American war veteran who spent several days in ICE detention receives $190k settlement

Chris Riotta
AP

A US citizen and military veteran suffering from a mental health condition will reportedly receive $190,000 (£147,988) from a Michigan city after local officials transferred him to ICE detention following an arrest last year.

Jilmar Ramos-Gomez, a decorated Marine veteran suffering from post-traumatic stress disorder, was arrested while experiencing an episode in which he lost all recollection, according to the American Civil Liberties Union (ACLU).

Police found the veteran, who was born and raised in Michigan, on the helipad of a hospital after he started a small fire and pulled an alarm, according to reports.

Mr Ramos-Gomez was set to be released from jail after pleading guilty to a misdemeanour trespassing charge, but was instead turned over to ICE by the Kent County Sheriff’s Department, which reportedly has a contract with the federal immigration enforcement agency.

“The fact that he has the name that he does, that he's of the ethnic background that he is, almost certainly played a role," Miriam Aukerman, a senior attorney for the ACLU of Michigan, told CNN.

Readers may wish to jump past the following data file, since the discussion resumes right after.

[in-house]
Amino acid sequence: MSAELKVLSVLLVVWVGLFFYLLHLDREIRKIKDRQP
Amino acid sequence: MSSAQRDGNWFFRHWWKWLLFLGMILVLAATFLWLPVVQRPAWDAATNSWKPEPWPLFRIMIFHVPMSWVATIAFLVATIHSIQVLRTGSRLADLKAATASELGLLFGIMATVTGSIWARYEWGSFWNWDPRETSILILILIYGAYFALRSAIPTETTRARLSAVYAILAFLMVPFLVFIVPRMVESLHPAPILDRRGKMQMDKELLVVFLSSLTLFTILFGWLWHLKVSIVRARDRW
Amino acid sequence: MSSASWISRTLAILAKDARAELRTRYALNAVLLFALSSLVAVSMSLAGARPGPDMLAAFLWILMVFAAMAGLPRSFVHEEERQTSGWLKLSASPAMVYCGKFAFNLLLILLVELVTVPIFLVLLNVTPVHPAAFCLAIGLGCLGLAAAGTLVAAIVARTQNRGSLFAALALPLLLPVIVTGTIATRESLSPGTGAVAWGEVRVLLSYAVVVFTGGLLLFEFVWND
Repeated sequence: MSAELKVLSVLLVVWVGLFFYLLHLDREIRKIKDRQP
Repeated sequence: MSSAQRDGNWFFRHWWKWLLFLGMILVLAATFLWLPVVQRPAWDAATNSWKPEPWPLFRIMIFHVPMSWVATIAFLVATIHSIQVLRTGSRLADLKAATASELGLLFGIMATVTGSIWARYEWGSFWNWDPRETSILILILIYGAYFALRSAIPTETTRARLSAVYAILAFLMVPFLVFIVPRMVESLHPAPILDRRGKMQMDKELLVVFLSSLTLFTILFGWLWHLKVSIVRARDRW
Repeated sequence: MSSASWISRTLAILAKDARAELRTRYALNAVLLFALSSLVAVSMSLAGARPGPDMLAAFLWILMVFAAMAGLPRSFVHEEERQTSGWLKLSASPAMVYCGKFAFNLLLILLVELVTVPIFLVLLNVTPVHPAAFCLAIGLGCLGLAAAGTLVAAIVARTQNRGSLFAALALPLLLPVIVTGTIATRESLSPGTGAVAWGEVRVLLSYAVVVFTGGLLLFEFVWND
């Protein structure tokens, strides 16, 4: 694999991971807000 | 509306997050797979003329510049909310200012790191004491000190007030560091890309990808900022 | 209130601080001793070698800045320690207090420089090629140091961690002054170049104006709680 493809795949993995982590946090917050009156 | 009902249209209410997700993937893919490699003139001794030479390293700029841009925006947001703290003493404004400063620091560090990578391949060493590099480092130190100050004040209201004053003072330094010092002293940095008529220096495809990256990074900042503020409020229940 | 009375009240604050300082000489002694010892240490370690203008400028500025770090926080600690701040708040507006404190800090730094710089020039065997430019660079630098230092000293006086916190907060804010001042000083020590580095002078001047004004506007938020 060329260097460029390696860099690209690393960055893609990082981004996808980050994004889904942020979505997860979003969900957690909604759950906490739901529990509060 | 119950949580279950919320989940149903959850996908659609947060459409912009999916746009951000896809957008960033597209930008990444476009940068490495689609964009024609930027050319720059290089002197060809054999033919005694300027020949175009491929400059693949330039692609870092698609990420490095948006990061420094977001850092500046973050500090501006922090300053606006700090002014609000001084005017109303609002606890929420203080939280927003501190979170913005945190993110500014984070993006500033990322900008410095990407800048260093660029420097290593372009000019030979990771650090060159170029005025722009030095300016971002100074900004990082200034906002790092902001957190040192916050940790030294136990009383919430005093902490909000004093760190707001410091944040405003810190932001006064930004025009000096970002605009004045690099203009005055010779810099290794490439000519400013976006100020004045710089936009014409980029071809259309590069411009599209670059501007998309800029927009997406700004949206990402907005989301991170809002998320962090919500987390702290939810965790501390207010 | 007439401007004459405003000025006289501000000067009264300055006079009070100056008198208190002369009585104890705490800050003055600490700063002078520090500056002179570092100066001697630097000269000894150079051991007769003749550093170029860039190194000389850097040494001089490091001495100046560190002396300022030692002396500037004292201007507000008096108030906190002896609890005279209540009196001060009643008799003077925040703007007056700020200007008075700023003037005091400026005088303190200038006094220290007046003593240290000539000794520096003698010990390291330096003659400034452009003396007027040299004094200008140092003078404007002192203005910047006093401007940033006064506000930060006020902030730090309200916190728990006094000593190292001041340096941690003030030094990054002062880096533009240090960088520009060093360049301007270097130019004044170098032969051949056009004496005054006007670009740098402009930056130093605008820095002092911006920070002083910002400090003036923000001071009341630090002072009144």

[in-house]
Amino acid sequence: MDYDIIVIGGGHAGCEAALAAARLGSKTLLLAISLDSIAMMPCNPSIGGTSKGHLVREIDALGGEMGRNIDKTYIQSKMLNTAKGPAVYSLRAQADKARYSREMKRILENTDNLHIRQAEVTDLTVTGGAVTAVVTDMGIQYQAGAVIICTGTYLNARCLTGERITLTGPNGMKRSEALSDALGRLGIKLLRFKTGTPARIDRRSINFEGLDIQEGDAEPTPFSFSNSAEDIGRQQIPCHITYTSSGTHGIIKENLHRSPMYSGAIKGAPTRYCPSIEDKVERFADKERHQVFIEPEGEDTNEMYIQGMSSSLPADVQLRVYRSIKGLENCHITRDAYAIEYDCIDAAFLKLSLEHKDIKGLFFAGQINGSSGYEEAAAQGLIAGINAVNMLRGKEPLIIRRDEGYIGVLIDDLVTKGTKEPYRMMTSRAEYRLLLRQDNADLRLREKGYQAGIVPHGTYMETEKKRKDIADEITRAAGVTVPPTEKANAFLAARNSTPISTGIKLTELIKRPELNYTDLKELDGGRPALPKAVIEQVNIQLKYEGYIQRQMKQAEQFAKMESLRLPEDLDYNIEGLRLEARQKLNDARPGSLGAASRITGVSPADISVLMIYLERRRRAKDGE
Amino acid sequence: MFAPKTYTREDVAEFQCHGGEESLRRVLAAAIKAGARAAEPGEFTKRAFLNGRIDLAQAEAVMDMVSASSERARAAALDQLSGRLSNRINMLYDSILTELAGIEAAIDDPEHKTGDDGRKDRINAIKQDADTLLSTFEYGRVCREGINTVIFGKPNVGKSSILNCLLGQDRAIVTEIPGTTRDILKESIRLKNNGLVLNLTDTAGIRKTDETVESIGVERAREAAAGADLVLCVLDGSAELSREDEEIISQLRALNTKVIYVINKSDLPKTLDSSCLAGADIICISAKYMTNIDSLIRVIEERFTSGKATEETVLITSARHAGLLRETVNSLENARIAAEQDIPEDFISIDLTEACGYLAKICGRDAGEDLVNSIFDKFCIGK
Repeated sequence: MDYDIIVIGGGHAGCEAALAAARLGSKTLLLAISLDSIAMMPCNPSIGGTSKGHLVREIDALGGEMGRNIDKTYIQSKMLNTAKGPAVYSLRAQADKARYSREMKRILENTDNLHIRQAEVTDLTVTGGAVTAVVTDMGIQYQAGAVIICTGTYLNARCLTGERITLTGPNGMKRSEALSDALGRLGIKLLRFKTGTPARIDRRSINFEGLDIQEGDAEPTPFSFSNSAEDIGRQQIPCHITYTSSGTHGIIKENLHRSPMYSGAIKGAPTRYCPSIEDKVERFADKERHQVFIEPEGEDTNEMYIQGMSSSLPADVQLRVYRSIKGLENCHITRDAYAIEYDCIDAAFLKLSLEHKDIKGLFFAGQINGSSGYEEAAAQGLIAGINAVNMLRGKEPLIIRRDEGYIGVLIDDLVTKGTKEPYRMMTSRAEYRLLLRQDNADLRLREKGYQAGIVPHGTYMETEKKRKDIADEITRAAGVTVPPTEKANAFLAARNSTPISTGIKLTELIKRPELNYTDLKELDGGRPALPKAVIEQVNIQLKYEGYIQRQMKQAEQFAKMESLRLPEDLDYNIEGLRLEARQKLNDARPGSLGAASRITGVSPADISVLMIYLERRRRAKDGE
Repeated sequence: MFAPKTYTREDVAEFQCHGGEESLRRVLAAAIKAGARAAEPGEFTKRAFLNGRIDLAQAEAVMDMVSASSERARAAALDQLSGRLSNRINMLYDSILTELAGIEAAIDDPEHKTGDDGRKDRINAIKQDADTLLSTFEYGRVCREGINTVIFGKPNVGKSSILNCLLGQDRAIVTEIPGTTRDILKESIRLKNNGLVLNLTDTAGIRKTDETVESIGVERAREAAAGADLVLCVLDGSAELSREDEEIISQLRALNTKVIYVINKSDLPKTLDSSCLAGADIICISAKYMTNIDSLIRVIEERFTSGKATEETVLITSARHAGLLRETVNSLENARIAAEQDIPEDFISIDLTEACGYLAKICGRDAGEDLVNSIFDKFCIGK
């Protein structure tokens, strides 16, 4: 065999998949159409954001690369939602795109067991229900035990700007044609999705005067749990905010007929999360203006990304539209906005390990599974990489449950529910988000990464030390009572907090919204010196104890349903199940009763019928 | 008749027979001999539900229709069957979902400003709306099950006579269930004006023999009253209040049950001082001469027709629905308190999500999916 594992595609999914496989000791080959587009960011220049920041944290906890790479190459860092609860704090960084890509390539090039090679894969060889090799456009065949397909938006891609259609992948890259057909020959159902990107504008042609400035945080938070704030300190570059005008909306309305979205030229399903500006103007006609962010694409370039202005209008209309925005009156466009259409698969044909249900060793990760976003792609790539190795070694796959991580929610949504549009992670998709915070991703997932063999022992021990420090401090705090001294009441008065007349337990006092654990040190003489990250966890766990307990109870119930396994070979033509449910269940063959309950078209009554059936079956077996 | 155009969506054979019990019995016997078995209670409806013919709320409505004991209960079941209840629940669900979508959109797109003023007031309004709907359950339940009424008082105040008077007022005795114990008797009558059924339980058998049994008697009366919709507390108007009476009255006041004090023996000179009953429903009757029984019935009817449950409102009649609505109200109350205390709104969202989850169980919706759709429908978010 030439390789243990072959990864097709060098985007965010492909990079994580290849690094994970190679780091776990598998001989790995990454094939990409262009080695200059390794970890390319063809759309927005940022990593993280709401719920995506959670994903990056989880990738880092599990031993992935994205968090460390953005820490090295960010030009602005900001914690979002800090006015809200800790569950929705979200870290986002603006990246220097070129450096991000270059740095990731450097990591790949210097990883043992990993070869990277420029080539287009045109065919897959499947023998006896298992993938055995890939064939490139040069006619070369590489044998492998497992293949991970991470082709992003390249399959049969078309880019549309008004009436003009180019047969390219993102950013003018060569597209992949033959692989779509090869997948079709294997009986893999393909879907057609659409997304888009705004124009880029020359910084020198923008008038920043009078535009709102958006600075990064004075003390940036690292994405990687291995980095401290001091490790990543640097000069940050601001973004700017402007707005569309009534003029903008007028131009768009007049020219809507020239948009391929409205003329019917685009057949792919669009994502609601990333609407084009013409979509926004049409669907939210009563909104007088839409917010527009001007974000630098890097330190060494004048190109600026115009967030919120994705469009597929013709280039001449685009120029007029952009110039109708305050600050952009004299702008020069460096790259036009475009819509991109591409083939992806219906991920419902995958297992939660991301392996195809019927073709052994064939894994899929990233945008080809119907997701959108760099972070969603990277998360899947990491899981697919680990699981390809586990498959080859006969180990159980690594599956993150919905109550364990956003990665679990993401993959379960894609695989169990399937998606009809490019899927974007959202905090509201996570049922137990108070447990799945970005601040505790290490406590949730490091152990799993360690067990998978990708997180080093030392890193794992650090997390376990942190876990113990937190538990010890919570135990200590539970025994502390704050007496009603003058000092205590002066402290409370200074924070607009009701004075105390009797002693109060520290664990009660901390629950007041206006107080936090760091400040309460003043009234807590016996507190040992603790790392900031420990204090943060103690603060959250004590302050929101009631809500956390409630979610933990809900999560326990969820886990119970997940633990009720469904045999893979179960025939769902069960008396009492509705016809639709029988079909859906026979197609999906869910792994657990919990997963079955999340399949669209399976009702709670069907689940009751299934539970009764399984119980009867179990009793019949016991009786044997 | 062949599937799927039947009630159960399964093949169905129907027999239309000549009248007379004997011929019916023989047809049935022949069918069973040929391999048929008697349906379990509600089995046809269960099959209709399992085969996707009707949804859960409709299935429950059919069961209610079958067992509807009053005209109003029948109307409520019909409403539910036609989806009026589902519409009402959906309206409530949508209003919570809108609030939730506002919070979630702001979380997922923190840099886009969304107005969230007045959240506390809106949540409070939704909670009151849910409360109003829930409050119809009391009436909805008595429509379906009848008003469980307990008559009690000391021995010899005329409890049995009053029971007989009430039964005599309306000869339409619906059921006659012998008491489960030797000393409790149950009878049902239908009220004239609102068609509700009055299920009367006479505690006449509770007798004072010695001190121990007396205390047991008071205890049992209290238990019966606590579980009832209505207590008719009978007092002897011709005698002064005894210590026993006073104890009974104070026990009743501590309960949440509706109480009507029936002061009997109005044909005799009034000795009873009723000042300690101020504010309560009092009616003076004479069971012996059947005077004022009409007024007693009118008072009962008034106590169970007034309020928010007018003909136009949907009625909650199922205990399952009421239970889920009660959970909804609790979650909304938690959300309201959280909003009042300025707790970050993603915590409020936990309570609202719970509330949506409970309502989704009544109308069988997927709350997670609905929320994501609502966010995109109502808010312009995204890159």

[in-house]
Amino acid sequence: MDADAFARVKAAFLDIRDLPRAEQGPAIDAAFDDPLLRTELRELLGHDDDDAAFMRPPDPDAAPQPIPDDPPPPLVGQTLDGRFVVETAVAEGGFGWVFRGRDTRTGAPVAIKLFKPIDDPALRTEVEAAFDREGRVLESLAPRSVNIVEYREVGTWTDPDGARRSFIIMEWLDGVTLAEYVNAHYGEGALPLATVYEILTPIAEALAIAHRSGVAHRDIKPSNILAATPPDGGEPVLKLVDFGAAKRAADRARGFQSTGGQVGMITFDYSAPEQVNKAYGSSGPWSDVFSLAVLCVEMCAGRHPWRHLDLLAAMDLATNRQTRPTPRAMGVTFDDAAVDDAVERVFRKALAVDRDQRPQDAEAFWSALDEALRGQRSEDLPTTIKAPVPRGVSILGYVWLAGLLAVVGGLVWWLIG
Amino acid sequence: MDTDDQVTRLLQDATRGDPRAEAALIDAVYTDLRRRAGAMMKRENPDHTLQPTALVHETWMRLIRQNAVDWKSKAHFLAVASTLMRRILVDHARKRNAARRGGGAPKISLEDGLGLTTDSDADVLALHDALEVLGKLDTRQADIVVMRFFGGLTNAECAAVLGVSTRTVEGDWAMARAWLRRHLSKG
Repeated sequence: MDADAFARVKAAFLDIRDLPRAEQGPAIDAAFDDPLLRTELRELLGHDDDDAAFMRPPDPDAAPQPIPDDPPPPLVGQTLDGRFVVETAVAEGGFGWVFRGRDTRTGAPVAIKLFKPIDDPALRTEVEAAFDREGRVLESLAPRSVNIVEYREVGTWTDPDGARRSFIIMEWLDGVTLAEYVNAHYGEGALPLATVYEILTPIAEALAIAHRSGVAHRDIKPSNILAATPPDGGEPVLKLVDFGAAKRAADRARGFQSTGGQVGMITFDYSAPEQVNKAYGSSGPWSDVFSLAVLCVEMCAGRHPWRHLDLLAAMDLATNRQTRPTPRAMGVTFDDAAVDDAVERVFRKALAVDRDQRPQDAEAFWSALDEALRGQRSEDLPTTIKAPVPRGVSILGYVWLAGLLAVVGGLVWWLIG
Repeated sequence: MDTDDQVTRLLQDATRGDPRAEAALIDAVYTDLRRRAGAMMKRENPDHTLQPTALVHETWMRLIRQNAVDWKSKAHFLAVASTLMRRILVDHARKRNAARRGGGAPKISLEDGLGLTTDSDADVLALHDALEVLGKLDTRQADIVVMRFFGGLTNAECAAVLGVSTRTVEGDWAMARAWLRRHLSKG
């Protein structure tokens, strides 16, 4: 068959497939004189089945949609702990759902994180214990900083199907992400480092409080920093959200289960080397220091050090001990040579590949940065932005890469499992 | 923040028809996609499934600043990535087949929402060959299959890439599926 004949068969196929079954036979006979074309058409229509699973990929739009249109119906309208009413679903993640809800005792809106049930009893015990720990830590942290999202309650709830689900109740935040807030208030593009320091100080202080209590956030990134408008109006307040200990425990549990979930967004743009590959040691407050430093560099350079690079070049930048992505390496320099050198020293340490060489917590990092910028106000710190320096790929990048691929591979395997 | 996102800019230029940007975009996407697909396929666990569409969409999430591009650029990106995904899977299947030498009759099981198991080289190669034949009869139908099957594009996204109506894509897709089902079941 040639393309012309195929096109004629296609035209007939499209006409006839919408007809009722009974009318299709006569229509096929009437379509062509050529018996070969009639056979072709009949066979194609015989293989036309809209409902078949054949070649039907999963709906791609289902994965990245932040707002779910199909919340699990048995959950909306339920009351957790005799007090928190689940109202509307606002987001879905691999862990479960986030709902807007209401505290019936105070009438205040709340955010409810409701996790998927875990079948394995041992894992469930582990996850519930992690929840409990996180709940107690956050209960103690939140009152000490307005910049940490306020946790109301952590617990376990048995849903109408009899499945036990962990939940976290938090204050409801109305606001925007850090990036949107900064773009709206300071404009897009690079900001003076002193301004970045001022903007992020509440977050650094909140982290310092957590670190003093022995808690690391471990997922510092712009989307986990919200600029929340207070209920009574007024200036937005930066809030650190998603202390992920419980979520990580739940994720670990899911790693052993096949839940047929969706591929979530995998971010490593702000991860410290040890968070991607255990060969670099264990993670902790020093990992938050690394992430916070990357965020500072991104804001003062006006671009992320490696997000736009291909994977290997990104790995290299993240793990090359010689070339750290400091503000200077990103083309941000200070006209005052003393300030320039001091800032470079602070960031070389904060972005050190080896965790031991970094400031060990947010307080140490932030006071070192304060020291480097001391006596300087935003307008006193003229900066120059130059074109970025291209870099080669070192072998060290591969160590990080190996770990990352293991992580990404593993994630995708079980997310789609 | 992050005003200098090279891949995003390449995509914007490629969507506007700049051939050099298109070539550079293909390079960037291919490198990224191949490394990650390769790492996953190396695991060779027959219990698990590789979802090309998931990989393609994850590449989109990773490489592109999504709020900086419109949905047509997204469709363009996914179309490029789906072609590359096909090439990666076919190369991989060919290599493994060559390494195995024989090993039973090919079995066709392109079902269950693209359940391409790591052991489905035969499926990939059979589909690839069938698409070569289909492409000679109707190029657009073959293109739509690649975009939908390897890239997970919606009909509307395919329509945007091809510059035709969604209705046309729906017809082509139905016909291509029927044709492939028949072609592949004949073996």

Mr Ramos-Gomez was held for at least three days in ICE custody before he was released.

A judge previously said he should be released on his own recognisance from the local jail, however, and there was no seemingly reason for him to have ever interacted with ICE as he is a US citizen.

"I think it's racial stereotyping," immigration attorney Richard Kessler told the Washington Post. "And it should have been evident that he had pretty significant mental-health issues."

ICE attempted to defend the US citizen’s detention in a statement that said Mr Ramos-Gomez “claimed in verbal statements to be a foreign national illegally present in the US”.

The statement continued: “Based on his statements, ICE lodged a detainer with local authorities."

The ACLU said Mr Ramos-Gomez returned from Afghanistan as a “shell of his former self” and has suffered multiple “episodes where he disappears”.

On Tuesday, the Grand Rapids City Commission voted to approve the settlement for the veteran.

Still, advocates are calling for the city to sever its ties with ICE, as ACLU demands an investigation into the case.

"Research has shown conclusively that local law enforcement's collaboration with ICE increases instances of racial profiling, and sows distrust between the community and law enforcement," immigration activists wrote in a letter to local officials, according to CNN. "This voluntary practice can be stopped at any time. The time to do so is now."

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